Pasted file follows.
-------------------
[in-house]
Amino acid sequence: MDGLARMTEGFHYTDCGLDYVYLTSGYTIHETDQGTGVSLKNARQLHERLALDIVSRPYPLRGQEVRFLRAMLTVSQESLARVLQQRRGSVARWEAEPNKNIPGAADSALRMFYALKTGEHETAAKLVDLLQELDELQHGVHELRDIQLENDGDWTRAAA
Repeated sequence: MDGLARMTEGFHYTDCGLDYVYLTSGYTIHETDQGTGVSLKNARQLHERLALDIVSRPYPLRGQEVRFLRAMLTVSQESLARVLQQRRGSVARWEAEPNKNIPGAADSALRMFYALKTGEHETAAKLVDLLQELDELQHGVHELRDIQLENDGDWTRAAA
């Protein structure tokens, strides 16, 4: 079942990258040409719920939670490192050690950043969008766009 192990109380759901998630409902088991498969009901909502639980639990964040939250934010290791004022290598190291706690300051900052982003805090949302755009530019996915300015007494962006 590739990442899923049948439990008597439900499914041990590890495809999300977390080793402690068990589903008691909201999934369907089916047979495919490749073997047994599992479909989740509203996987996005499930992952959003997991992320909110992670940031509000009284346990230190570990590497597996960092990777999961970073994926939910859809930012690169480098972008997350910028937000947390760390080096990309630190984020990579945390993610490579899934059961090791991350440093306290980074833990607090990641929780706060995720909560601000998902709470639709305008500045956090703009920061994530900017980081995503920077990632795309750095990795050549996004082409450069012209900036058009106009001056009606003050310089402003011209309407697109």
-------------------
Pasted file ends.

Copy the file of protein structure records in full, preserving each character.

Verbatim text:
[in-house]
Amino acid sequence: MDGLARMTEGFHYTDCGLDYVYLTSGYTIHETDQGTGVSLKNARQLHERLALDIVSRPYPLRGQEVRFLRAMLTVSQESLARVLQQRRGSVARWEAEPNKNIPGAADSALRMFYALKTGEHETAAKLVDLLQELDELQHGVHELRDIQLENDGDWTRAAA
Repeated sequence: MDGLARMTEGFHYTDCGLDYVYLTSGYTIHETDQGTGVSLKNARQLHERLALDIVSRPYPLRGQEVRFLRAMLTVSQESLARVLQQRRGSVARWEAEPNKNIPGAADSALRMFYALKTGEHETAAKLVDLLQELDELQHGVHELRDIQLENDGDWTRAAA
């Protein structure tokens, strides 16, 4: 079942990258040409719920939670490192050690950043969008766009 192990109380759901998630409902088991498969009901909502639980639990964040939250934010290791004022290598190291706690300051900052982003805090949302755009530019996915300015007494962006 590739990442899923049948439990008597439900499914041990590890495809999300977390080793402690068990589903008691909201999934369907089916047979495919490749073997047994599992479909989740509203996987996005499930992952959003997991992320909110992670940031509000009284346990230190570990590497597996960092990777999961970073994926939910859809930012690169480098972008997350910028937000947390760390080096990309630190984020990579945390993610490579899934059961090791991350440093306290980074833990607090990641929780706060995720909560601000998902709470639709305008500045956090703009920061994530900017980081995503920077990632795309750095990795050549996004082409450069012209900036058009106009001056009606003050310089402003011209309407697109």